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Bill Ackman of Pershing Square Capital Management gestures as he speaks during a Pershing Square Capital Management town hall meeting for Canadian Pacific Railway shareholders meeting in Toronto on Monday, February 6, 2012. (Pawel Dwulit/Pawel Dwulit/THE CANADIAN PRESS)
Bill Ackman of Pershing Square Capital Management gestures as he speaks during a Pershing Square Capital Management town hall meeting for Canadian Pacific Railway shareholders meeting in Toronto on Monday, February 6, 2012. (Pawel Dwulit/Pawel Dwulit/THE CANADIAN PRESS)

Shareholder Activism

Two views on bringing change to CP Rail Add to ...

Investors hoping to ride the coattails of activist shareholder Bill Ackman, who is agitating for change at Canadian Pacific Railway Ltd. , may want to think twice.

Even within the private equity community, the outcome of New York-based Pershing Square Capital Management’s fight for control of embattled CP remains in doubt.

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Eric Rosenfeld, the president and chief executive officer of Crescendo Partners L.P., says Mr. Ackman is likely to prevail in his quest for change, but it will depend on how many board seats he ultimately wins.

Mr. Rosenfeld is a veteran activist shareholder. Since 1998, he has led Crescendo, also based in New York, into 20 corporate battles, winning board seats on all but two of the companies. Among his Canadian-based targets have been Spar Aerospace Ltd., Cott Corp. and Dalsa Corp.

“When you make the issue about the CEO, it becomes very black and white,” Mr. Rosenfeld said of Pershing Square’s efforts to oust CP’s CEO, Fred Green. One or two board seats will not be enough for Mr. Ackman to change the company’s top management, he added.

CP recently agreed to nominate Mr. Ackman as one of 16 members of its the board, but the activist shareholder is proposing his own slate of six alternative directors, including himself. He argues that CP has been a laggard among North America’s Big Six railways.

The story line of Canada’s rail saga, which began last fall when Pershing Square acquired a 14.2 per cent stake in CP, is far from complete and could see a negotiated settlement or even an attempt by CP to put itself up for sale, Mr. Rosenfeld speculated.

However, Brian Gibson, senior vice president of public equities at Alberta Investment Management Corp. (AIMCo), says it has become very difficult for CP’s board to make the right decisions now that it finds itself under intense media scrutiny.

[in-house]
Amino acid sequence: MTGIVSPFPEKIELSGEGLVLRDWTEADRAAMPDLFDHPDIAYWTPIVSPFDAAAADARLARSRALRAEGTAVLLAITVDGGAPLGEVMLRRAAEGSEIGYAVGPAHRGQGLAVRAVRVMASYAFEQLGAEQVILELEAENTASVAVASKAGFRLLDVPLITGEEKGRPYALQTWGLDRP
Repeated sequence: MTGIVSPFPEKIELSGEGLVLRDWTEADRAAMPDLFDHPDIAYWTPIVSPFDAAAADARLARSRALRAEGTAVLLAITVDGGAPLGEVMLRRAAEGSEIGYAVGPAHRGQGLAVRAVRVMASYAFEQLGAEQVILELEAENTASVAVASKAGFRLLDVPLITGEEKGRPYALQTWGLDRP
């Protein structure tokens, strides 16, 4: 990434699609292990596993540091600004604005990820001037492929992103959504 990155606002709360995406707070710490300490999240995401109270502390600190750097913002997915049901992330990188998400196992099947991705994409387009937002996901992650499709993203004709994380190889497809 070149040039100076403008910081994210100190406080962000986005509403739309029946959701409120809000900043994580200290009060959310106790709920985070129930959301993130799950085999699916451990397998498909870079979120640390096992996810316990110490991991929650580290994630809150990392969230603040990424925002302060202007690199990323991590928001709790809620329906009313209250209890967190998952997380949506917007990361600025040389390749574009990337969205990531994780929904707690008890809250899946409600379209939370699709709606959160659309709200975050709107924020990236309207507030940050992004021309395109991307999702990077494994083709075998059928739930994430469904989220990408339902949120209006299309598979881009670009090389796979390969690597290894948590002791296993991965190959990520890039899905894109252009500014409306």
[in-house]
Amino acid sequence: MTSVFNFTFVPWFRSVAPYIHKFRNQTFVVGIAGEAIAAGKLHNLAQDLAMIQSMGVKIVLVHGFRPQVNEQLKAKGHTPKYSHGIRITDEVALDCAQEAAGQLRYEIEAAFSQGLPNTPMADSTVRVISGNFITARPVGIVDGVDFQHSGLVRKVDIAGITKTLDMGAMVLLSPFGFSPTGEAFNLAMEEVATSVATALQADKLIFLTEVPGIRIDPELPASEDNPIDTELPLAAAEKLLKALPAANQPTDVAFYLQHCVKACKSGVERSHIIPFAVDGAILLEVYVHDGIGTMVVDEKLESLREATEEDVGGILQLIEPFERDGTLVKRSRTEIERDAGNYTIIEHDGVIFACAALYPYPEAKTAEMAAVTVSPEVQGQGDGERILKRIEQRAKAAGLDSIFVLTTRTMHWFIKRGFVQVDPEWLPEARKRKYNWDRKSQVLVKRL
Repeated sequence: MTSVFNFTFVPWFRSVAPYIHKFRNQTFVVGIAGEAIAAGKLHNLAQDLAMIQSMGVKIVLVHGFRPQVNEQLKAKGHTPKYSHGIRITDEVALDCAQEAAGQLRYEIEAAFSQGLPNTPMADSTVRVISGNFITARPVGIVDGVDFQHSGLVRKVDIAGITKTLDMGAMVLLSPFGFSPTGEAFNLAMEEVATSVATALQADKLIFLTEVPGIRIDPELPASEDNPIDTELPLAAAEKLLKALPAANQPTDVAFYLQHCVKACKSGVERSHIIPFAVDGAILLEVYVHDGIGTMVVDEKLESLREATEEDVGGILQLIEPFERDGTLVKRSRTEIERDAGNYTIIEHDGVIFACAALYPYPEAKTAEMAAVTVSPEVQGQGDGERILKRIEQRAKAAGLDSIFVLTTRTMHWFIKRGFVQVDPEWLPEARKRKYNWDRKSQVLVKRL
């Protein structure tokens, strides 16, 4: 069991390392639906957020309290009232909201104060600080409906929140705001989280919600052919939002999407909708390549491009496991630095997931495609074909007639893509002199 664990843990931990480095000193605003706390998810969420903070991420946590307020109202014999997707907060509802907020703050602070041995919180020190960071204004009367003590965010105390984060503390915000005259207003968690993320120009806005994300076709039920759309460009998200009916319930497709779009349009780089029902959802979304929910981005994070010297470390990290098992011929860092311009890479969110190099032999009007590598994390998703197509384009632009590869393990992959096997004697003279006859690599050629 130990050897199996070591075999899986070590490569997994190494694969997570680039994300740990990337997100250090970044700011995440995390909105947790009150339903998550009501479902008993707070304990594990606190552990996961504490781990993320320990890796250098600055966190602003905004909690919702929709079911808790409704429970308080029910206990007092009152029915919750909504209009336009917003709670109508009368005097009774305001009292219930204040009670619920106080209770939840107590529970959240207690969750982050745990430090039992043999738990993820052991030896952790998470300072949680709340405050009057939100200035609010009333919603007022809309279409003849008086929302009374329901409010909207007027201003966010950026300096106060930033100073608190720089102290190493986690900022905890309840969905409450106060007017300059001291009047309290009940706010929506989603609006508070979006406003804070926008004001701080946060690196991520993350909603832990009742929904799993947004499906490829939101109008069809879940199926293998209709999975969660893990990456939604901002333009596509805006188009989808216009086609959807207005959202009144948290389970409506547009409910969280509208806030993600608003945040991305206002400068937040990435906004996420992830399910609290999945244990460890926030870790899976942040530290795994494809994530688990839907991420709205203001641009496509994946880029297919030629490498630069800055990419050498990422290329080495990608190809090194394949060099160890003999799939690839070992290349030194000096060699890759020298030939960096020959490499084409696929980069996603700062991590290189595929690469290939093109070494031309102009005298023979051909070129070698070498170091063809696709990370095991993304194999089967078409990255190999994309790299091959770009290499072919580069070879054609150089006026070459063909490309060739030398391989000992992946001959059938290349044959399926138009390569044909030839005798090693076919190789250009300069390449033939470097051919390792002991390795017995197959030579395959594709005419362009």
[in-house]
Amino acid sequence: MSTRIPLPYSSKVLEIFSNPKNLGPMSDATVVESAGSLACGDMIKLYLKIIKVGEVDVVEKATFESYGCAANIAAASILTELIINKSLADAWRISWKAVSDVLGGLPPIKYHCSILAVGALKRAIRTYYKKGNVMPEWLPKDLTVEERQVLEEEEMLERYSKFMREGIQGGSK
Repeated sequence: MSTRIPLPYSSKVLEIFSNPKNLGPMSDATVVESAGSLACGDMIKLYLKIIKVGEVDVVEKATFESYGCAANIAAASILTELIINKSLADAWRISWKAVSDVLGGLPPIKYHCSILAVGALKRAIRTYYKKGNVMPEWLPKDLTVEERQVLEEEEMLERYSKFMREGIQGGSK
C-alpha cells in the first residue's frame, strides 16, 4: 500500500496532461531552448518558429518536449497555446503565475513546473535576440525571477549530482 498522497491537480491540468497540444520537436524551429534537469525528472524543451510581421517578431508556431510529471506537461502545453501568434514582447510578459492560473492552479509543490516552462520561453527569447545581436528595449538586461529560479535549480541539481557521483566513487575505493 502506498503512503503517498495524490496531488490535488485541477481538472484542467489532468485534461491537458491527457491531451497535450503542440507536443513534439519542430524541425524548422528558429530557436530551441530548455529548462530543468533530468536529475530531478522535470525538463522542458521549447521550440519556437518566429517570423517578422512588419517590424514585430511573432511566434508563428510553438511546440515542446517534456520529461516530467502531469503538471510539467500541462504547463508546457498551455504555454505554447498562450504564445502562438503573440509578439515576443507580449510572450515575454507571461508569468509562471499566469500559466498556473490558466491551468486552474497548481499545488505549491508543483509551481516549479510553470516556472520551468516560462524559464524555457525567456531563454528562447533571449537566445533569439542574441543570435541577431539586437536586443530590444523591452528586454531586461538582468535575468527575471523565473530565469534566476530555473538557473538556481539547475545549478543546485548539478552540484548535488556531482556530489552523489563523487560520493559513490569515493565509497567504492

“I wouldn’t have approached this the same way [as Pershing Square]” Mr. Gibson said. “CP has been underperforming for a long time. Most directors want to do the right thing, but if [shareholder activism]is being done in the newspaper, it becomes very hard for people to make the right choices.”

The two private equity managers made their remarks at a luncheon held by the Toronto CFA Society and Concordia University's Goodman Institute of Investment Management.

Mr. Gibson eschewed the aggressive activism that defines many New York private equity firms. AIMCo - an Alberta Crown corporation that manages provincial public sector pension plans and endowment funds - achieves the most effective outcomes by working with boards and avoiding battles conducted in the media, he said.

“If you are going to have tough discussion, it’s best to have them behind closed doors.”

Fights conducted in the open can be particularly problematic in Canada, where the small market ensures they receive lots of public scrutiny, he added. Recent Canadian investments by AIMCo have included Precision Drilling Corp. and Viterra Inc.

In contrast, Mr. Rosenfeld presented a more pugnacious style, outlining Crescendo’s success over the years using dramatic proxy battles and legal challenges.

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